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We have a series: Five takeaways from Lakers’ Game 3 loss

Denver Nuggets' Jamal Murray has the ball stripped away by Lakers guard Rajon Rondo.
Denver Nuggets’ Jamal Murray has the ball stripped away by Lakers guard Rajon Rondo during the second half on Tuesday in Lake Buena Vista, Fla.
(Mark J. Terrill / Associated Press)

The Denver Nuggets were one missed last-second shot by the Lakers’ Anthony Davis from evening the Western Conference finals series on Sunday night.

The Nuggets finally got their first win over the Lakers, 114-106, in Game 3 on Tuesday at AdventHealth Arena. Here are five takeaways from the game:

1. Let’s give Denver its due. The Nuggets’ place in the conference finals was overshadowed by the Clippers’ collapse in the final three games of its series. The autopsy of a favorite had to come first before celebration of a team coming of age could begin.

The time for the Nuggets’ party is now.

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This is a team that deserves its place in the conference finals, a group that’s an Anthony Davis “Mamba Shot” away from a 2-1 lead over the Lakers.

Nikola Jokic was pretty good Tuesday, Jamal Murray was great in the clutch and the Nuggets’ role players outplayed the Lakers’ supporting cast.

“We believe,” Denver coach Michael Malone said. “… They blew us out in Game 1. Game 2 we gave away at the end. We had to right that wrong and try to get a game under our belt, which we did tonight. This gives us that much more confidence going into this series letting them know that we’re here, we’re in this for the long haul. We’re going to continue to fight and do whatever we can.”

Before we look at what went wrong for the Lakers, you have to realize that Denver probably won Game 3 more than the Lakers lost it.

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“Tonight, we took a L and we deserved it,” Rajon Rondo said.

2. Shooters shot themselves in the foot. Since the fourth quarter of Game 2, the Lakers have done exactly what the Nuggets want them to do — they’ve been a jump-shooting offense.

Any possession that ends with the Lakers trying to score from outside the paint feels like a win for Denver.

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“You know, when we settle too much, we play into their hands,” Lakers coach Frank Vogel said. “When we’re attacking the paint, we’re getting great looks every time we’re touching the paint. We definitely have to be more aggressive.”

The Lakers were 6-for-26 shooting from three-point range Tuesday. The last time a playoff team won when shooting that poorly from deep was in 2011.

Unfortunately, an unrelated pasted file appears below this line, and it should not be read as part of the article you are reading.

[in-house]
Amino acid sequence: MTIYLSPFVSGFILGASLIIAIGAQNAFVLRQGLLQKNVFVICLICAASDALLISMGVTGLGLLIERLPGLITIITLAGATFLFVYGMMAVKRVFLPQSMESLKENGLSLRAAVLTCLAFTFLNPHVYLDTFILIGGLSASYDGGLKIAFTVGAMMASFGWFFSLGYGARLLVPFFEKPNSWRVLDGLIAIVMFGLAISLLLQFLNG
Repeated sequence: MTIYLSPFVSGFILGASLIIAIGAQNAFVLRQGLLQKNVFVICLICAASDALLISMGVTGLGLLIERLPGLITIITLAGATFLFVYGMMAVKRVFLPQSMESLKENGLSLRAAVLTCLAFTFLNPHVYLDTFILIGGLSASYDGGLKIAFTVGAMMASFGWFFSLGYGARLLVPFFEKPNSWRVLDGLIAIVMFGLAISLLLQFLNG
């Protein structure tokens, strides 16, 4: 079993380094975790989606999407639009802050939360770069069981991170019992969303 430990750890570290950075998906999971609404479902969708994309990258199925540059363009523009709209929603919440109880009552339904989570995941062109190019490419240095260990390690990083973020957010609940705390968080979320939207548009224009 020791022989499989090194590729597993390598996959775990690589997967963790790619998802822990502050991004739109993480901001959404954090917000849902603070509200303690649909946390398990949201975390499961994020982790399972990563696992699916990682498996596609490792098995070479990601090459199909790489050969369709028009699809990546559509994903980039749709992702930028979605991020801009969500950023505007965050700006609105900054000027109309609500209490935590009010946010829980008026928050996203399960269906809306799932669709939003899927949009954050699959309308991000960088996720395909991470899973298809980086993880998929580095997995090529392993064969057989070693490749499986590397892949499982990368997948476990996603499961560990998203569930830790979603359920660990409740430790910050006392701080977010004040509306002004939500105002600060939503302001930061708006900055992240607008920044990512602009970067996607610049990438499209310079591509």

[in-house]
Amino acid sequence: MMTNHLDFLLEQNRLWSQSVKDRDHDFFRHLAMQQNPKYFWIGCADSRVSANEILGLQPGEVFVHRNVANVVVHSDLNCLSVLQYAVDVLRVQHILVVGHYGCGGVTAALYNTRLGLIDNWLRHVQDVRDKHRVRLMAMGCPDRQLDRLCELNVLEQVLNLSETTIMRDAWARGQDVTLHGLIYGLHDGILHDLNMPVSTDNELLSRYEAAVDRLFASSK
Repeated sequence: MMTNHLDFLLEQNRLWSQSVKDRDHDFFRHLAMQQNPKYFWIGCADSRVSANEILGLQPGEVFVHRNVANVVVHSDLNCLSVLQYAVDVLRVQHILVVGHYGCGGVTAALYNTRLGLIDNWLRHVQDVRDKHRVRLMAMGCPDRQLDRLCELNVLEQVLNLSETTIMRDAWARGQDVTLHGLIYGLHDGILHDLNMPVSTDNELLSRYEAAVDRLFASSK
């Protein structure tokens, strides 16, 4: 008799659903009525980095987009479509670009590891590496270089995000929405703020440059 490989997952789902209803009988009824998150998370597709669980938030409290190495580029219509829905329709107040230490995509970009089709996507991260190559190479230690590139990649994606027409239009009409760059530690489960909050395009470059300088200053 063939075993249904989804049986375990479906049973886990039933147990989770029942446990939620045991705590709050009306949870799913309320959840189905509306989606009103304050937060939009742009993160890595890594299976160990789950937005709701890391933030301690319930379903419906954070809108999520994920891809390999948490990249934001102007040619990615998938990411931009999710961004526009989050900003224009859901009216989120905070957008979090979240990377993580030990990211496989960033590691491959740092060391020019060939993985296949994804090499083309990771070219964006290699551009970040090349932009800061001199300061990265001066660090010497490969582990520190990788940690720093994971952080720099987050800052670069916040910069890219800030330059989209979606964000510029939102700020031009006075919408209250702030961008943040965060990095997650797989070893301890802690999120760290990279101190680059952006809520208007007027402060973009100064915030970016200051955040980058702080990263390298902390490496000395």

3. Time to light the bat signal? Dwight Howard continued to playfully taunt Jokic, telling him, “Batman coming for you, the Joker,” from the Lakers bench before he checked into the game.

Corny jokes aside, the Lakers should probably consider moving Howard into the starting lineup, something Vogel has said he’s considered.

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Howard had a one-step forward, one-step back kind of game Tuesday, the lowest moment coming when he got a technical foul for flinging the ball off the court after being called for a foul.

“Dwight’s used to playing starter minutes throughout his career,” Vogel said pregame. “I feel like we can get more from him. The fouls have been an issue. A couple of fouls weren’t fouls last game, but you know, we’ve just got to make sure he plays with that energy without fouling. If he does that, we can get more minutes for him.”

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Highlights from the Lakers’ 114-106 loss to the Denver Nuggets in Game 3 on Tuesday.

4. Time to get in the zone for the Lakers, who put together their fourth-quarter comeback on the defensive end by switching from man to a zone defense. It’s been comeback fuel for teams this postseason — Miami used it to steal Game 2 from Boston in the Eastern Conference finals.

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During the best stretch of the night for the Lakers, they forced turnovers on six consecutive Denver possessions, getting the lead all the way down to three.

“I think it caused a little hesitation,” Rondo said. “It slowed down their pace a little bit, but like I said, we were able to get stops, got to the free-throw line in the fourth and we were able to get back and set our defense.”

5. Times reporter Tania Ganguli asked LeBron James about critics who say his activism against police brutality incites violence against police officers.

James answered the question, again speaking out against law enforcement who abuse power, before stating the obvious for those who need to hear it.

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“I do not condone violence towards anyone, police, black people, white people, anyone of color, anyone not of color, because that’s not going to ever make this world or America what we want it to be,” he said.

LeBron James answers forcefully about the two sheriffs deputies who were shot in Compton and the criticism leveled at him.


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